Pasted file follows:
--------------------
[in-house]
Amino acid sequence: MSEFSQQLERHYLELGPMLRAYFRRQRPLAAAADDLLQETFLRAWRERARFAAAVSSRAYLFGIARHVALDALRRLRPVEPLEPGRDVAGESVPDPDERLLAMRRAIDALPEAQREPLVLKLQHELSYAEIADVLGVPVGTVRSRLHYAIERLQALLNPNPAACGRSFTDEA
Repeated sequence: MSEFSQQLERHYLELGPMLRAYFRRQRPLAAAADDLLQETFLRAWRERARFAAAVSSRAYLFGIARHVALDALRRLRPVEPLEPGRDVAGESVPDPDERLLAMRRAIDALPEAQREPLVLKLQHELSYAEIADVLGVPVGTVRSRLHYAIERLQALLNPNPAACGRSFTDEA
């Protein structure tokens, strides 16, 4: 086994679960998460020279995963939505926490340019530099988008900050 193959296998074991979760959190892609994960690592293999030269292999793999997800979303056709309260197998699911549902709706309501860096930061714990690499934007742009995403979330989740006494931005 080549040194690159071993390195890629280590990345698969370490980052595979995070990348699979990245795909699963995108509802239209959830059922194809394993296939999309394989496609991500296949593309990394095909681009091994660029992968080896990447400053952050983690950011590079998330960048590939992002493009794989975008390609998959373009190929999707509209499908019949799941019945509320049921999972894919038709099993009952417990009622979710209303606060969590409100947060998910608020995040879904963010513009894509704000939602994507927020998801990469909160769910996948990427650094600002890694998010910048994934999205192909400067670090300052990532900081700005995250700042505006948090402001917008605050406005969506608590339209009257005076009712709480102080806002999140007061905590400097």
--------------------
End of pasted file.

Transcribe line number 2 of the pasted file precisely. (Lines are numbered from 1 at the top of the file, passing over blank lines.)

Amino acid sequence: MSEFSQQLERHYLELGPMLRAYFRRQRPLAAAADDLLQETFLRAWRERARFAAAVSSRAYLFGIARHVALDALRRLRPVEPLEPGRDVAGESVPDPDERLLAMRRAIDALPEAQREPLVLKLQHELSYAEIADVLGVPVGTVRSRLHYAIERLQALLNPNPAACGRSFTDEA